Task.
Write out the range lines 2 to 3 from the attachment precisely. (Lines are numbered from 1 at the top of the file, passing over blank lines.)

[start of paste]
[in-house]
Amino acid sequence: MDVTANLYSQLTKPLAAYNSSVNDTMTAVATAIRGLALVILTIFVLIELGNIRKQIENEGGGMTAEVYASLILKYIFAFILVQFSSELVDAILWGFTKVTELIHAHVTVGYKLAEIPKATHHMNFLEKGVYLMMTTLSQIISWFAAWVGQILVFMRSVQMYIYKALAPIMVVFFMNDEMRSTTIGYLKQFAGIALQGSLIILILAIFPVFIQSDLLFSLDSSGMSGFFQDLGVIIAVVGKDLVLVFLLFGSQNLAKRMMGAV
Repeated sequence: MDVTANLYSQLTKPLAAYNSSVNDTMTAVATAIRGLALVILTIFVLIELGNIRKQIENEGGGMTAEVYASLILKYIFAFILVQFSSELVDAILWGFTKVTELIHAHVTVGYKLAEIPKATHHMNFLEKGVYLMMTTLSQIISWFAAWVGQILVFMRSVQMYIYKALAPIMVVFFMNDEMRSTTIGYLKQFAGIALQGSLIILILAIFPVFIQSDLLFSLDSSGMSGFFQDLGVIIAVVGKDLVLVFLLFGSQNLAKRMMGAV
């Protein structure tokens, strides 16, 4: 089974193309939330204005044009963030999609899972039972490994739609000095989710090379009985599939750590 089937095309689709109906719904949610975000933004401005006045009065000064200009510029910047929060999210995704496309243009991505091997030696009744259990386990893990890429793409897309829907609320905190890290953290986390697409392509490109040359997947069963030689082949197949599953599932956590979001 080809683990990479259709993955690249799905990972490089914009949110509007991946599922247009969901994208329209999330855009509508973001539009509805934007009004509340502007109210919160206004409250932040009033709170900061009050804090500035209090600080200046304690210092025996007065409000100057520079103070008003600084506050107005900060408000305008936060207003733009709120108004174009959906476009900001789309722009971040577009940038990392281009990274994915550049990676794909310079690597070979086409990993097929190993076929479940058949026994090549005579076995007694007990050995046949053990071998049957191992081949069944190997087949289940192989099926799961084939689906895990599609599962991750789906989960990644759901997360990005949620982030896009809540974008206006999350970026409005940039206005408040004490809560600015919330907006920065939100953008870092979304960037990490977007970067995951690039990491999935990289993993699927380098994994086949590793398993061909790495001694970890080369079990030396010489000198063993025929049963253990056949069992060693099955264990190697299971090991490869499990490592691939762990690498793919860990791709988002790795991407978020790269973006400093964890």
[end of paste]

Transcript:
Amino acid sequence: MDVTANLYSQLTKPLAAYNSSVNDTMTAVATAIRGLALVILTIFVLIELGNIRKQIENEGGGMTAEVYASLILKYIFAFILVQFSSELVDAILWGFTKVTELIHAHVTVGYKLAEIPKATHHMNFLEKGVYLMMTTLSQIISWFAAWVGQILVFMRSVQMYIYKALAPIMVVFFMNDEMRSTTIGYLKQFAGIALQGSLIILILAIFPVFIQSDLLFSLDSSGMSGFFQDLGVIIAVVGKDLVLVFLLFGSQNLAKRMMGAV
Repeated sequence: MDVTANLYSQLTKPLAAYNSSVNDTMTAVATAIRGLALVILTIFVLIELGNIRKQIENEGGGMTAEVYASLILKYIFAFILVQFSSELVDAILWGFTKVTELIHAHVTVGYKLAEIPKATHHMNFLEKGVYLMMTTLSQIISWFAAWVGQILVFMRSVQMYIYKALAPIMVVFFMNDEMRSTTIGYLKQFAGIALQGSLIILILAIFPVFIQSDLLFSLDSSGMSGFFQDLGVIIAVVGKDLVLVFLLFGSQNLAKRMMGAV